The NBA prioritizes voting over games
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In June 2020, at the time of the Black Lives Matter protests following the murders of Breonna Taylor and George Floyd, a group of NBA players led by Lebron James, other black athletes and entertainers started More than a Vote.
At the time of the group’s formation, James said: “This is the time for us to finally make a difference.”
And indeed, he has made a difference.
More Than a Vote played an important role in the 2020 general elections and was particularly active in the Georgia Senate runoffs with ads to educate voters as to how to register and how to vote by mail.
Also in 2020, after a walkout by NBA players following the shooting of Jacob Blake in Wisconsin, the NBA converted a number of arenas into polling locations for the presidential election
A year later, More Than a Vote started a “Protect Our Power'' campaign that coincided with the NBA’s all-star weekend and aimed at fighting the many voter suppression efforts across the country that disproportionately impact Black voters.
Sports has played an important role in our democracy for many years. In 1947, Jackie Robinson broke Major League Baseball's decades-old color barrier when he made his debut with the Brooklyn Dodgers. His efforts to advance civil rights in America were groundbreaking.
NBA legend Bill Russell, who recently passed away, was a civil rights trailblazer in the 1960s. And now the NBA is getting involved, announcing it won't hold any games on Nov. 8 — Election Day with the goal of encouraging fans to vote.
"The scheduling decision came out of the NBA family's focus on promoting nonpartisan civic engagement and encouraging fans to make a plan to vote during midterm elections," the league said in a tweet.
James Cadogan, the Executive Director of the National Basketball Social Justice Coalition commented further: "It's unusual. We don't usually change the schedule for an external event," he told NBC. "Voting and Election Day are obviously unique and very important to our democracy."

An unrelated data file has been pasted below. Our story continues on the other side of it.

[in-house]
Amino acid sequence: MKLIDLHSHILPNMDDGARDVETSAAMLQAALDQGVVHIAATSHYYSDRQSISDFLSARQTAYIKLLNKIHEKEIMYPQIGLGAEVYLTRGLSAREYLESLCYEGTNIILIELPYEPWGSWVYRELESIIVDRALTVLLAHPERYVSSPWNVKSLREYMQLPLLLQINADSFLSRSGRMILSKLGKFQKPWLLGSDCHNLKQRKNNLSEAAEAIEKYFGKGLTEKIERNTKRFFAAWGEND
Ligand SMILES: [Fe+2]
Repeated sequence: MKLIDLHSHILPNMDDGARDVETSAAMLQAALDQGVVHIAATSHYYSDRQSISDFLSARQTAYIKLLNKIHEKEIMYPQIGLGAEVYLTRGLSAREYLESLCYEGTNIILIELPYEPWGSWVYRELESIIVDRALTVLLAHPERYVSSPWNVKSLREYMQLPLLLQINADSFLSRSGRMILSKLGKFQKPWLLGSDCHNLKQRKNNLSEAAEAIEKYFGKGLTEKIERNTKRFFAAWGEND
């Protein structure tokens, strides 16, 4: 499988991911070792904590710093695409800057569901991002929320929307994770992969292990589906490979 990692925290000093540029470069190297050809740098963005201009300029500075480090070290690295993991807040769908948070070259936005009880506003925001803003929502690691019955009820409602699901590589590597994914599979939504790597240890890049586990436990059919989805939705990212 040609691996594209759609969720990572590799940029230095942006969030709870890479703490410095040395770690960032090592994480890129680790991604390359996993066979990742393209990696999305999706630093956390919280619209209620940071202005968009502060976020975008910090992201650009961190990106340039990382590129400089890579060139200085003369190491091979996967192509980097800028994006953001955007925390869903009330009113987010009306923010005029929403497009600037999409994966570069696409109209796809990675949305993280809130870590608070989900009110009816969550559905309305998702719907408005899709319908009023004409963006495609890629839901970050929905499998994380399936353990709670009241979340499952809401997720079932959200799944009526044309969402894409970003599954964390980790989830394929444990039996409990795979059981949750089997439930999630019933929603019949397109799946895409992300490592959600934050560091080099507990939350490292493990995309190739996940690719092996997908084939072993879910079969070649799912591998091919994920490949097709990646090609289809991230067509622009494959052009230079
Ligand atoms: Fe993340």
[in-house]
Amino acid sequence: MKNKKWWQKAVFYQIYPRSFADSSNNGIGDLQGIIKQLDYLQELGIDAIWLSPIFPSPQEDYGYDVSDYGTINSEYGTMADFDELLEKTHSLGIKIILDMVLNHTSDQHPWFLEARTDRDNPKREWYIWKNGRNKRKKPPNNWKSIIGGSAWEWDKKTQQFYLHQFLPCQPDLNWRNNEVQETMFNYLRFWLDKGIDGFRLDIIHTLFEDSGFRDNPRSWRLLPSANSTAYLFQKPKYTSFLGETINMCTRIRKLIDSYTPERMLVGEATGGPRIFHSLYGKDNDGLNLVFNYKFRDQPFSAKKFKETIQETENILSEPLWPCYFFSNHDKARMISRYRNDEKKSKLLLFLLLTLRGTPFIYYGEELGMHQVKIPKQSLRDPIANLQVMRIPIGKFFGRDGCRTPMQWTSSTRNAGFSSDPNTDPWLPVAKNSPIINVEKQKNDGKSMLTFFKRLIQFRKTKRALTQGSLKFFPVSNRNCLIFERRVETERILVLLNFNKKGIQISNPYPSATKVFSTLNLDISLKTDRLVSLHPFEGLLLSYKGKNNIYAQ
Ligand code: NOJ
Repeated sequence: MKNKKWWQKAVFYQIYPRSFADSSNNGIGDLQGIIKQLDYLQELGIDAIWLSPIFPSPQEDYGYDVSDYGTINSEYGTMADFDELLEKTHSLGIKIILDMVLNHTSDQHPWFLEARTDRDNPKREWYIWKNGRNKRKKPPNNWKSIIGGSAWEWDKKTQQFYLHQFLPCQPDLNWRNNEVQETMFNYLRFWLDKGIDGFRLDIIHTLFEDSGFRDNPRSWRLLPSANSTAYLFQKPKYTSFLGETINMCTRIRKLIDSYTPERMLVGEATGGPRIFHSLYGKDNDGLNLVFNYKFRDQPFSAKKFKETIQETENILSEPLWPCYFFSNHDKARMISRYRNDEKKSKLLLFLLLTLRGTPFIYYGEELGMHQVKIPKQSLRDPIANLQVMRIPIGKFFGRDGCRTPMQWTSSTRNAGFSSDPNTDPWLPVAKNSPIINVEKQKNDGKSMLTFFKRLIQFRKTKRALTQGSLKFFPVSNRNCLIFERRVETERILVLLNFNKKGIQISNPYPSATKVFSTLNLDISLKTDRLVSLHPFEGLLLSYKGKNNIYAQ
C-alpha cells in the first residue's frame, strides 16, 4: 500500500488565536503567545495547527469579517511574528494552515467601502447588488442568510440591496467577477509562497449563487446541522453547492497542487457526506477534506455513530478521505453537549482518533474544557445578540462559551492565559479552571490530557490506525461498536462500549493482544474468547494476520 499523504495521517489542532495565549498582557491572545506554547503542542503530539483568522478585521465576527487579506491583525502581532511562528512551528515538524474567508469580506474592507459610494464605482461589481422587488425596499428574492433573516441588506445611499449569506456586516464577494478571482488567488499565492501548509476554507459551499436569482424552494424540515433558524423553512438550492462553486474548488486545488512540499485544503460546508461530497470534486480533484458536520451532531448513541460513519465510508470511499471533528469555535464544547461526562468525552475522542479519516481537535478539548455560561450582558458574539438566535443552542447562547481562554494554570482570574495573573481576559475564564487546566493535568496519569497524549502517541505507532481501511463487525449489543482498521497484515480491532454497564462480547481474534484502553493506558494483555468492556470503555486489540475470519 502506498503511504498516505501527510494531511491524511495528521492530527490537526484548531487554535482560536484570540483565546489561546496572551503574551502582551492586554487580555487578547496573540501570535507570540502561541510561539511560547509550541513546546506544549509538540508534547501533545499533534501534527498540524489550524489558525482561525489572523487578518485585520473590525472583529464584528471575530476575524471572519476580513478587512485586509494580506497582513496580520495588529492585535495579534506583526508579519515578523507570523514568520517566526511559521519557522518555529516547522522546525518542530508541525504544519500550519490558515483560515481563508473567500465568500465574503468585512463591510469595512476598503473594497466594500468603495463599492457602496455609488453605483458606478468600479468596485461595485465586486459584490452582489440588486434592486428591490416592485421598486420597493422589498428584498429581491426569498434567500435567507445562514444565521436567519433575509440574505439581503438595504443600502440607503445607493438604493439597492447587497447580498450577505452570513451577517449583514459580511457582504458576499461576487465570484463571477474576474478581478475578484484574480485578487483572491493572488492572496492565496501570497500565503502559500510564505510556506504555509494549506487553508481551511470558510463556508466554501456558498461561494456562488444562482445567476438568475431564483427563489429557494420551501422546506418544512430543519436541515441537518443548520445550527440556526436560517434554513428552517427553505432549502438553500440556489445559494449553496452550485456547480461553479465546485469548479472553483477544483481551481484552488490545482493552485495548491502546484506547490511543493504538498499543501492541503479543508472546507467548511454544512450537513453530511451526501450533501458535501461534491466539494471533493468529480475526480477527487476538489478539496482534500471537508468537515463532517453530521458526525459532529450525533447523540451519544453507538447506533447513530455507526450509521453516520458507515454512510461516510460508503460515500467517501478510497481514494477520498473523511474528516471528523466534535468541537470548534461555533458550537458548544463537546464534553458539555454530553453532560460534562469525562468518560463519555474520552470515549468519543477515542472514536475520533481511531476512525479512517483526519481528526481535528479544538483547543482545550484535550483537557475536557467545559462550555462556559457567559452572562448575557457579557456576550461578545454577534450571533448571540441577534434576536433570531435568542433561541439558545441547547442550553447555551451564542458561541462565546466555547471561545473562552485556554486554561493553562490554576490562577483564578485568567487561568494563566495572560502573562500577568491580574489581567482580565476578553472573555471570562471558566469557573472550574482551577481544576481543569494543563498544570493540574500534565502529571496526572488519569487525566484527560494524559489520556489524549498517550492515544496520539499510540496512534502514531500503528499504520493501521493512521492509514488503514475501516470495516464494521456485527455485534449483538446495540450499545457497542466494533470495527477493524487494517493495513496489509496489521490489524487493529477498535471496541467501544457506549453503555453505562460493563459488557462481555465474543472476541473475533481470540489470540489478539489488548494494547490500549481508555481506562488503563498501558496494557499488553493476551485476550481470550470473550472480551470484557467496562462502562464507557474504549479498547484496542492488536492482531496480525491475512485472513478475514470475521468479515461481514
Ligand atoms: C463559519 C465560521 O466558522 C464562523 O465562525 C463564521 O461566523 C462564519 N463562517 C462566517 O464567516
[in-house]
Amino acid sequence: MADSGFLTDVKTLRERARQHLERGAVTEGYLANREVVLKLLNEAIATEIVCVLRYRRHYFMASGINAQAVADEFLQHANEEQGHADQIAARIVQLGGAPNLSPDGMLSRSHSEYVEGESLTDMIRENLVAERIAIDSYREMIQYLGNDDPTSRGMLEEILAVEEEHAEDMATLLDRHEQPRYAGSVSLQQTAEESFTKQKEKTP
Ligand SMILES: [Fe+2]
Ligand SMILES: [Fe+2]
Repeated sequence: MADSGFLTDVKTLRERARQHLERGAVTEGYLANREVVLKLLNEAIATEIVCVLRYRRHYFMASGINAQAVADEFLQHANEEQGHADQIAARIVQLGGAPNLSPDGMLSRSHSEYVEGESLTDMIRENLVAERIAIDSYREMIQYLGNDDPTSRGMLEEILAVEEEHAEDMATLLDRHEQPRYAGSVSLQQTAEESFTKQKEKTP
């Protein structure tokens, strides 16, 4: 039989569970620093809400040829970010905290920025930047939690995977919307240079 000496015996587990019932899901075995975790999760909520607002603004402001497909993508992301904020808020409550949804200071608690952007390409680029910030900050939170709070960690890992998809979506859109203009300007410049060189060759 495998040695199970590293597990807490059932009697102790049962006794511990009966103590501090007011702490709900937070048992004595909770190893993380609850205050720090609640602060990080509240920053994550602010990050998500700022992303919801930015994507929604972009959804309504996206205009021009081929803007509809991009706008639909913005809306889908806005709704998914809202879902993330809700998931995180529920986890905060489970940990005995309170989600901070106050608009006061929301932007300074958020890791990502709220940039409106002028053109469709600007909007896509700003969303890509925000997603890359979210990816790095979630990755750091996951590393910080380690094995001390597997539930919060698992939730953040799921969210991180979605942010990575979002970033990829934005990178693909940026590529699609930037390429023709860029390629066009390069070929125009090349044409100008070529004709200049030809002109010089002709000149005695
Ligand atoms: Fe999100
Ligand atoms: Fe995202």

Perhaps more importantly, not only will the NBA not play on Election Day but over the next few months NBA teams will provide information on their state's voting process and voter registration deadlines in order to help fans make a plan to vote.
It was also announced that the Monday before Election Day, the league's 30 teams will play in games to promote civic engagement and to also encourage fans and staff to vote this year.
In 2020, after a walkout by NBA players following the shooting of Jacob Blake in Wisconsin, the NBA converted a number of arenas into polling locations for the presidential election. The equally active WNBA dedicated its entire 2020 season to social justice, using its
Influence and platform to encourage activism and voting. Specific teams, likethe Atlanta Dream, got behind certain candidates, heavily influencing turnout and awareness.
The WNBA and NBA aren’t alone as more and more athletes are using their collective voice to strengthen our democracy. All Vote No Play is a movement to help student athletes become great teammates and citizens, and to show them how they can exercise their own power to create the future they want.
They have a nonpartisan, free playbook of “civic drills” that all coaches and teams can use to jump start civic engagement, and they provide resources like the Student Athlete Voter Captain Guide, which provides monthly guidance on how in just 15 minutes per month, teams can become registered, informed and engaged voters.They’ve also launched The Engaged Athlete Series, featuring prominent athletes like UCLA quarterback Chase Griffin, Stanford's Olympic swimmer Brooke Ford, and others, to highlight the many ways that student athletes can make a difference. They plan on hosting an All Star Engaged Athlete meeting on Sept. 13 featuring civic and sports leaders like Stanford women’s basketball coach Tara VanDerveer and former Secretary of State Condoleezza Rice, hoping that at least one athlete from every D1 school attends to amplify engagement.